This page will contain additional articles about Dr. Hook, as they become available.

Dr. Hook & The Medicine Show

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Dr. Hook & the Medicine Show is a pop-country rock band formed in Union City, New Jersey in 1968. The original lineup consisted of core members Ray Sawyer and Dennis Locorriere. Bill Francis, John David, and George Cummings were also part of the original band, but their lineup changed quite a bit over the years. Other members include Jance Garfat, Rik Elswit, and Jay David. Sawyer was particularly noticeable due to his trademark cowboy hat and the eyepatch he wore due to a car accident in 1967. The band name is a reference to Captain Hook from Peter Pan; in fact, the original name proposed for the band was "Captain Hook and the Medicine Show".

The band hooked up with composer Shel Silverstein when their manager sent in a demo tape to Ron Haffkine, who was in charge of doing the music for the movie Who Is Harry Kellerman and Why Is He Saying Those Terrible Things About Me? Silverstein was writing songs for the film, and he and Haffkine both liked the demo enough to get the band to do all the songs for the movie. Haffkine also became their new manager and got the band a record deal. Silverstein composed most of the songs on their first few albums.

"Sylvia's Mother," a ballad from their first album, became a big hit, and "Cover of the Rolling Stone" from the followup album, "Sloppy Seconds" attracted the attention of those who would like their silly stage show and its monologues done as fictional characters. It also got the band on the cover of Rolling Stone magazine, although as a caricature rather than a photograph.

The band toured constantly but spent all the money they earned on partying; their fifh album was aptly called "Bankrupt". Eventually they shortened the band's name to "Dr. Hook", and their chart hits became mostly ballads (including "The Ballad of Lucy Jordan").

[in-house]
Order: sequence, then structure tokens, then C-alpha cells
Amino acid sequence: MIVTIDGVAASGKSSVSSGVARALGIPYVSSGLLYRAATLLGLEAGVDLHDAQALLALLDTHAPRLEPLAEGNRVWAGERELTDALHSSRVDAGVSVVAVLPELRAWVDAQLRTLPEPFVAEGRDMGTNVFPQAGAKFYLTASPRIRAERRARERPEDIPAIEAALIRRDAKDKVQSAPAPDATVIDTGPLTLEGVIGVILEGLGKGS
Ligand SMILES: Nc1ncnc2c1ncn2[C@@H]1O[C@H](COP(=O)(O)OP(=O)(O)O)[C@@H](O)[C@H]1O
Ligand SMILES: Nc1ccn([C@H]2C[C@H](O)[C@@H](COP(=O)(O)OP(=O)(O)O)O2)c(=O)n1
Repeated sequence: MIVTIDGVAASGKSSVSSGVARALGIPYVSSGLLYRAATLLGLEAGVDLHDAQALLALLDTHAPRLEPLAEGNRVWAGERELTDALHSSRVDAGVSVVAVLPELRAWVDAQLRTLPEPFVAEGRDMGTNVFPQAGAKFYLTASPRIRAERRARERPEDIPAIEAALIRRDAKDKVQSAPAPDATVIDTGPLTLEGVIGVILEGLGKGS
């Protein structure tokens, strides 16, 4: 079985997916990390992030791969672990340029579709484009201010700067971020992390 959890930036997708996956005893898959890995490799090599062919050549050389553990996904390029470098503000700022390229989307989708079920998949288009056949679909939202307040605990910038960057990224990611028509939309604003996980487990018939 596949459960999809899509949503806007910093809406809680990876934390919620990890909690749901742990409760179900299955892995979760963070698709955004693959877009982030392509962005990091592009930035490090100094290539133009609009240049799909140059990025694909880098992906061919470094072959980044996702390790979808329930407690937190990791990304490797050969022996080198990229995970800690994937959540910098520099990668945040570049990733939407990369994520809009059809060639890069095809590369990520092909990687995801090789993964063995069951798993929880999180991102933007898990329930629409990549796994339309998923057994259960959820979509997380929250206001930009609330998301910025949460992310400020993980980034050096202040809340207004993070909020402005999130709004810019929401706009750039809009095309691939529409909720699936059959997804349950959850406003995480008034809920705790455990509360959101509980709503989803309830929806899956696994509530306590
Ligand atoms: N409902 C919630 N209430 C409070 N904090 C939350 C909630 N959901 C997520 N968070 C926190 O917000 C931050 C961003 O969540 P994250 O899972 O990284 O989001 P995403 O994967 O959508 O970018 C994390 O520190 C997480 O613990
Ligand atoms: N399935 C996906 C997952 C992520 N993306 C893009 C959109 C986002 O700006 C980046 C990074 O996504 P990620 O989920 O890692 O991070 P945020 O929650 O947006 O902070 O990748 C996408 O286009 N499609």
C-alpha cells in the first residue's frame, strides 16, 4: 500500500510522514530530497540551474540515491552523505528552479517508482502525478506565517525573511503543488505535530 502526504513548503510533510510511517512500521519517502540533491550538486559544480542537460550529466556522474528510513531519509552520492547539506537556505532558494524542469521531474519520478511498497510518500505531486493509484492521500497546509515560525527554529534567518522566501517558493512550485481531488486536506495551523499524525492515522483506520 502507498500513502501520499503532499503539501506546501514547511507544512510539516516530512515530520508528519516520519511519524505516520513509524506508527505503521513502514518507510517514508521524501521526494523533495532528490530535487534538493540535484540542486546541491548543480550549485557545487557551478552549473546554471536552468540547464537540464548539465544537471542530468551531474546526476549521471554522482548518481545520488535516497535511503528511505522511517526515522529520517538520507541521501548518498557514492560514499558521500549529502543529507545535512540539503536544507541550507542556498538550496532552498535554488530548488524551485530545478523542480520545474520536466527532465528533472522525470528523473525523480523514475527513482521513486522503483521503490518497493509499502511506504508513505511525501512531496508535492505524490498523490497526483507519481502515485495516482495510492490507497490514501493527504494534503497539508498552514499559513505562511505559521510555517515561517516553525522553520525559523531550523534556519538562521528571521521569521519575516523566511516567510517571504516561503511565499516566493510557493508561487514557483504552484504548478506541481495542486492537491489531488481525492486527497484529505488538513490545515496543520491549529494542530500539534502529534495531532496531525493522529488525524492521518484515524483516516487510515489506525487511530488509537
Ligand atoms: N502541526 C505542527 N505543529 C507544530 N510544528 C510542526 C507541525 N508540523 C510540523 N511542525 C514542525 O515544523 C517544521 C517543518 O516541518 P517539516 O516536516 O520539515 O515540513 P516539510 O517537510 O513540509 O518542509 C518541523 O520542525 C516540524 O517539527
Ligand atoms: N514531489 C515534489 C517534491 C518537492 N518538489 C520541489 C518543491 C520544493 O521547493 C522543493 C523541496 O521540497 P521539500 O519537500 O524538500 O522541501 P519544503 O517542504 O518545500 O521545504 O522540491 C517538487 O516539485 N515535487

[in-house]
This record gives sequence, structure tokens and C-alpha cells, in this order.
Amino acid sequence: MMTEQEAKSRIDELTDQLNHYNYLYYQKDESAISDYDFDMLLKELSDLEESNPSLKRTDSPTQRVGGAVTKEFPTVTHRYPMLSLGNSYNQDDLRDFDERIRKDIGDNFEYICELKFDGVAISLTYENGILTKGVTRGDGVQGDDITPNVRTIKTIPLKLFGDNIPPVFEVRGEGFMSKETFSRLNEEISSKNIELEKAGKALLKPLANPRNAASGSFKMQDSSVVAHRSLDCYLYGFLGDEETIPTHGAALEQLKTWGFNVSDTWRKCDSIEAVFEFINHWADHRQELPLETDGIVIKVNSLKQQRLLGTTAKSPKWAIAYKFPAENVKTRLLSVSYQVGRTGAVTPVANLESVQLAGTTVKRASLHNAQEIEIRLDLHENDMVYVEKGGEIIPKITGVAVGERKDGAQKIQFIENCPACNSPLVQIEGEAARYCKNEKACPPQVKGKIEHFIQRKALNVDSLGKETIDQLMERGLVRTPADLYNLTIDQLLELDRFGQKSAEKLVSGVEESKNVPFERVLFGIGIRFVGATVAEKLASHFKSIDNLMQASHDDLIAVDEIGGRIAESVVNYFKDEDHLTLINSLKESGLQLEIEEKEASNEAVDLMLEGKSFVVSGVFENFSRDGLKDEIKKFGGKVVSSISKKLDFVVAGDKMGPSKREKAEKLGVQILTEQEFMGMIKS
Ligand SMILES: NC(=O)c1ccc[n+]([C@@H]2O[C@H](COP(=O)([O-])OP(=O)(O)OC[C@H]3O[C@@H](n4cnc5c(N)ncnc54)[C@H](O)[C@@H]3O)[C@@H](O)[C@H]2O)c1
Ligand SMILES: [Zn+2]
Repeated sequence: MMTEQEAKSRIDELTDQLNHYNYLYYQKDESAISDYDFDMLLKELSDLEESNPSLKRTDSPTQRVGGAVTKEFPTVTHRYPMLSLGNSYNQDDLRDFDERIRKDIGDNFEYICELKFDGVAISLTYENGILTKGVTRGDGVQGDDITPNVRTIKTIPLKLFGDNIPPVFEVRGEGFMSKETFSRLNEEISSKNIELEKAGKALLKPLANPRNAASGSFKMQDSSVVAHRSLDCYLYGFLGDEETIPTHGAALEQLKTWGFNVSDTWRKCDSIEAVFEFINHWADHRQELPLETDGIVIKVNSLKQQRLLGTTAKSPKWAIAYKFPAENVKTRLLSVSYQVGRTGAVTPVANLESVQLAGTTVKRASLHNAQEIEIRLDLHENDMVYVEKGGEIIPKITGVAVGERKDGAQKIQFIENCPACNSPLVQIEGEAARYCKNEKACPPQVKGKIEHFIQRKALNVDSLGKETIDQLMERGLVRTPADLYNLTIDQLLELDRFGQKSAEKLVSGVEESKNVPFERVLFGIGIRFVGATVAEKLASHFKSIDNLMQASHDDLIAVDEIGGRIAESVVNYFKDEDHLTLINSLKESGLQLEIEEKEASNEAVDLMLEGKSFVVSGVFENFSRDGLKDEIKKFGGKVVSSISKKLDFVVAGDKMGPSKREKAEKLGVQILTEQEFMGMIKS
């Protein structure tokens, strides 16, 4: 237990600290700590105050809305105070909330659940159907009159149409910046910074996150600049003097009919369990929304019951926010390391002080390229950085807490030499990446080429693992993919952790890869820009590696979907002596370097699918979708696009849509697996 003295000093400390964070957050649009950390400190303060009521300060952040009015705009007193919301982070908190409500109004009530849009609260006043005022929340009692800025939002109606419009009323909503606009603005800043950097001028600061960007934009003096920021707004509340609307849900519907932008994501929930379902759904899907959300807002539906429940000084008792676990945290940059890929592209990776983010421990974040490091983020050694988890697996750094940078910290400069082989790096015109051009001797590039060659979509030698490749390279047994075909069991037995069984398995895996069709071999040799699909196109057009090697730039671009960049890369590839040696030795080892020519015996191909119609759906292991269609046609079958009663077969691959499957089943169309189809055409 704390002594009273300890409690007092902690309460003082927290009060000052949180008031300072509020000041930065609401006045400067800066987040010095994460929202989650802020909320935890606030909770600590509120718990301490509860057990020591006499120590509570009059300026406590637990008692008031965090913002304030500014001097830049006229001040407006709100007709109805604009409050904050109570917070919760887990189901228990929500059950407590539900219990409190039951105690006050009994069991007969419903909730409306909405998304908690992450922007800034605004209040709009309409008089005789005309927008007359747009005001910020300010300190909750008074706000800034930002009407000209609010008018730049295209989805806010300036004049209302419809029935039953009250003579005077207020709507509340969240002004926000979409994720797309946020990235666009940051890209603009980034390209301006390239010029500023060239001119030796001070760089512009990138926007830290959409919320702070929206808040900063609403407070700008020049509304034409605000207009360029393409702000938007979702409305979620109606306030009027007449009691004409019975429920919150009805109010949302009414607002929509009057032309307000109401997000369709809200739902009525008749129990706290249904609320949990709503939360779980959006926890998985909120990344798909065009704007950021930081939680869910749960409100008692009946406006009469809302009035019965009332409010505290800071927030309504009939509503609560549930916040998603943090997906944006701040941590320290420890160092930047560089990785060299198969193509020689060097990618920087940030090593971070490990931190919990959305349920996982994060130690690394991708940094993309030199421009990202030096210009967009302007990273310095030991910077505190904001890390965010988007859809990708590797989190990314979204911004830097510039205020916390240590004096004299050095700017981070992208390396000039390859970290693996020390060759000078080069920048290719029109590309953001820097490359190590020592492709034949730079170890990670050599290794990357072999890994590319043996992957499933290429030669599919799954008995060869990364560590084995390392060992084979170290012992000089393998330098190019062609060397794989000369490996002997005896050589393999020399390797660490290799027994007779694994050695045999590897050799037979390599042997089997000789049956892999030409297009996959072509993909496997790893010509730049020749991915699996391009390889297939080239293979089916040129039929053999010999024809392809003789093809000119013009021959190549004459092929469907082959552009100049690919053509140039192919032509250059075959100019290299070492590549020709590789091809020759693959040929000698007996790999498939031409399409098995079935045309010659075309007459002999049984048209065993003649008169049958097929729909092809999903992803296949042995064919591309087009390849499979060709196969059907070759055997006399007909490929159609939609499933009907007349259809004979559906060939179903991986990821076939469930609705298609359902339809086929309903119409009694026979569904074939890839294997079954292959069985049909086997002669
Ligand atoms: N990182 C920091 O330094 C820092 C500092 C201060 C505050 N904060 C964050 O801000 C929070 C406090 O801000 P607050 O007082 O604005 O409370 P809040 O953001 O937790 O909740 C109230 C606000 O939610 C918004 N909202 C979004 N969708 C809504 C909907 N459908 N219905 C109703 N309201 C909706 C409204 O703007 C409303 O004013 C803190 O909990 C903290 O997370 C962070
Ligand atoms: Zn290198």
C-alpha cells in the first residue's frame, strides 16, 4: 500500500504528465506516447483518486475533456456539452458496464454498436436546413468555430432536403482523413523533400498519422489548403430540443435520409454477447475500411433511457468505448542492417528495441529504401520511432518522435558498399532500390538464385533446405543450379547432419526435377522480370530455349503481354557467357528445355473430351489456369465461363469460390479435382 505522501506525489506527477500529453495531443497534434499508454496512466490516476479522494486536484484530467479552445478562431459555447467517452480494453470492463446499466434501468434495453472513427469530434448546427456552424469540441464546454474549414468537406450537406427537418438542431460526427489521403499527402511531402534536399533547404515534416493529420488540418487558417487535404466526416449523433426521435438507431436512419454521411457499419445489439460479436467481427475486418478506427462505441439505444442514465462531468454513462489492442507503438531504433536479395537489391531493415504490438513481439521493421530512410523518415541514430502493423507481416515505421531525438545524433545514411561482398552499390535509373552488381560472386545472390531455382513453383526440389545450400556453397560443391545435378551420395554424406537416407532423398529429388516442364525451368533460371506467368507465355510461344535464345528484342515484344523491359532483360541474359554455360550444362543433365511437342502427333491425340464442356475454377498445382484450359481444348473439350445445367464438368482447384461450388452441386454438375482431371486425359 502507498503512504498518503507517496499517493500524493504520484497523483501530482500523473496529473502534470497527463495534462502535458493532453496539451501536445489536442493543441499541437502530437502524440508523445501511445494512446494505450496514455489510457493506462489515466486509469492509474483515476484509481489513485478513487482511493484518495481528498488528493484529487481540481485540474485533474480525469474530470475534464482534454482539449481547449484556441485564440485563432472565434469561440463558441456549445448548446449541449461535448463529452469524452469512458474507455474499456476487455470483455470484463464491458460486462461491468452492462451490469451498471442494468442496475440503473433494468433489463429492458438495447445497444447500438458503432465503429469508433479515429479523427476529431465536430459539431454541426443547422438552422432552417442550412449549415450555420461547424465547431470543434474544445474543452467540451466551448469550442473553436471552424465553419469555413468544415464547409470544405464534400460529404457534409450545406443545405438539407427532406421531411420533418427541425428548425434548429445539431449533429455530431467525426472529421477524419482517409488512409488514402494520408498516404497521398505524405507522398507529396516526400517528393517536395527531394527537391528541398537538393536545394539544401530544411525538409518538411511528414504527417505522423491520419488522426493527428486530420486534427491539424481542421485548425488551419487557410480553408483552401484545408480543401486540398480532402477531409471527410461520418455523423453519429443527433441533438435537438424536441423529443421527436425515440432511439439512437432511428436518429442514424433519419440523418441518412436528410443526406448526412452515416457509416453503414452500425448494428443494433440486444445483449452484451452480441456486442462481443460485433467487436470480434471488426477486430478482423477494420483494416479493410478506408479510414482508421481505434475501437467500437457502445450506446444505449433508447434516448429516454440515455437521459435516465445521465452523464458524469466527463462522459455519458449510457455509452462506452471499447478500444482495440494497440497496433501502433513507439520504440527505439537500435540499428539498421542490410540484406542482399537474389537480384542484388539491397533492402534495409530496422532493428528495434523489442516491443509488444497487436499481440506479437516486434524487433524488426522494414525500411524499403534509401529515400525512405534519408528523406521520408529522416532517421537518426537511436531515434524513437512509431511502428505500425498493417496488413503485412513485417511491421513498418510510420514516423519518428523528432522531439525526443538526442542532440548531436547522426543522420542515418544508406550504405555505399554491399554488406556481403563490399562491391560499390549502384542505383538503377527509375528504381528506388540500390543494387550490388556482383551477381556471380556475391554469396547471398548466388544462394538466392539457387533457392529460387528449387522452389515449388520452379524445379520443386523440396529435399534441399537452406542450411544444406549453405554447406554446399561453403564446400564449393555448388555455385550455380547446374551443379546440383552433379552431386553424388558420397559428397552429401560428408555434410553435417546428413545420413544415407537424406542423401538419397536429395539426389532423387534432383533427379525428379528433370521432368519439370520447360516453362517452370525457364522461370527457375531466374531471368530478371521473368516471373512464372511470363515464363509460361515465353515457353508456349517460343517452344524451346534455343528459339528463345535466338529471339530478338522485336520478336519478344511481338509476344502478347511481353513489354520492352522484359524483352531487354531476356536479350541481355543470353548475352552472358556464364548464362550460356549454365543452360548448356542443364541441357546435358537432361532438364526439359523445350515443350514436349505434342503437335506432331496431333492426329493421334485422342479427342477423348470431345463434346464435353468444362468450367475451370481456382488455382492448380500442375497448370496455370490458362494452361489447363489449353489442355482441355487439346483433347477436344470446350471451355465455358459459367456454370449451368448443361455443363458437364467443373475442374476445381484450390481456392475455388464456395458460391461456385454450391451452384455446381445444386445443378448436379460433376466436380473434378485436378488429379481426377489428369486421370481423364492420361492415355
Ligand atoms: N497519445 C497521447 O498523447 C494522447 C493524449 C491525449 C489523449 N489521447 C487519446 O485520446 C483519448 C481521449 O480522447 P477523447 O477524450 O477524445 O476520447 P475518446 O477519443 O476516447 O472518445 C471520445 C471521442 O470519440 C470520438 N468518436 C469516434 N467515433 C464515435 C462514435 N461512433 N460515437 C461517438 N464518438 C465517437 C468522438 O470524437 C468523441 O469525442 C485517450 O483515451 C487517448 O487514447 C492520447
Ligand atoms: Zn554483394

Sawyer left in 1983, and the band continued to tour for two more years before completely splitting up in 1985. In the 1990s, Sawyer went back on the road as "Dr. Hook featuring Ray Sawyer" after doing a few country records under his own name. Locorriere spent a few years relaxing, and then in 1989 performed a one-man show written by Shel Silverstein, "The Devil and Billy Markham," which made him enthusiastic to be on stage again. Since then he's released a few solo albums and toured, promoting himself as "the voice of Dr. Hook."


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Since then he's released a few solo albums and toured, promoting himself as "the voice of Dr. Hook.". In 2002 Q magazine named The Fall as one of the "50 Bands To See Before You Die". Locorriere spent a few years relaxing, and then in 1989 performed a one-man show written by Shel Silverstein, "The Devil and Billy Markham," which made him enthusiastic to be on stage again. Like traditional reggae, which Smith reports having listened to frequently as a teenager, most Fall songs are composed of simple, repeating riffs that Smith rants/sings over in a rhythmic drawl. Hook featuring Ray Sawyer" after doing a few country records under his own name. A reggae influence is also evident. In the 1990s, Sawyer went back on the road as "Dr. The Fall's influences are worn lightly, though Can, Captain Beefheart, and the more experimental work of The Velvet Underground are all evident, and their infrequent cover songs are mostly obscure songs by obscure musicians.